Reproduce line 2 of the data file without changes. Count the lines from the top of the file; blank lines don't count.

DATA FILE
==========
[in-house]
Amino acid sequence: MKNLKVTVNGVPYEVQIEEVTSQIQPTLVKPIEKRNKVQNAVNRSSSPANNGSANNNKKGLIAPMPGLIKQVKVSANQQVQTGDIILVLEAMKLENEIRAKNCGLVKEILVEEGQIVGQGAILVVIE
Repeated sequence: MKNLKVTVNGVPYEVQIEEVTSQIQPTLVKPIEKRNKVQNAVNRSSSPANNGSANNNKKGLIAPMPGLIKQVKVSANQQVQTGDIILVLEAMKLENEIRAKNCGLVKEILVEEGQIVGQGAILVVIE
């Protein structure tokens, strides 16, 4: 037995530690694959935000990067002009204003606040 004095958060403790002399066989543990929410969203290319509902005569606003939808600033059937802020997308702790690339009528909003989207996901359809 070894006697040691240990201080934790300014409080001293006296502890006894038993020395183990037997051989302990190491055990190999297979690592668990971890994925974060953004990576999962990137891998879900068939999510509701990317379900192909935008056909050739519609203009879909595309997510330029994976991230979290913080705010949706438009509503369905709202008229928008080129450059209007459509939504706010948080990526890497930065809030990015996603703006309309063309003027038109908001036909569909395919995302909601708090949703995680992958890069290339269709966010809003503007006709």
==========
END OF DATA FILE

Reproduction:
Amino acid sequence: MKNLKVTVNGVPYEVQIEEVTSQIQPTLVKPIEKRNKVQNAVNRSSSPANNGSANNNKKGLIAPMPGLIKQVKVSANQQVQTGDIILVLEAMKLENEIRAKNCGLVKEILVEEGQIVGQGAILVVIE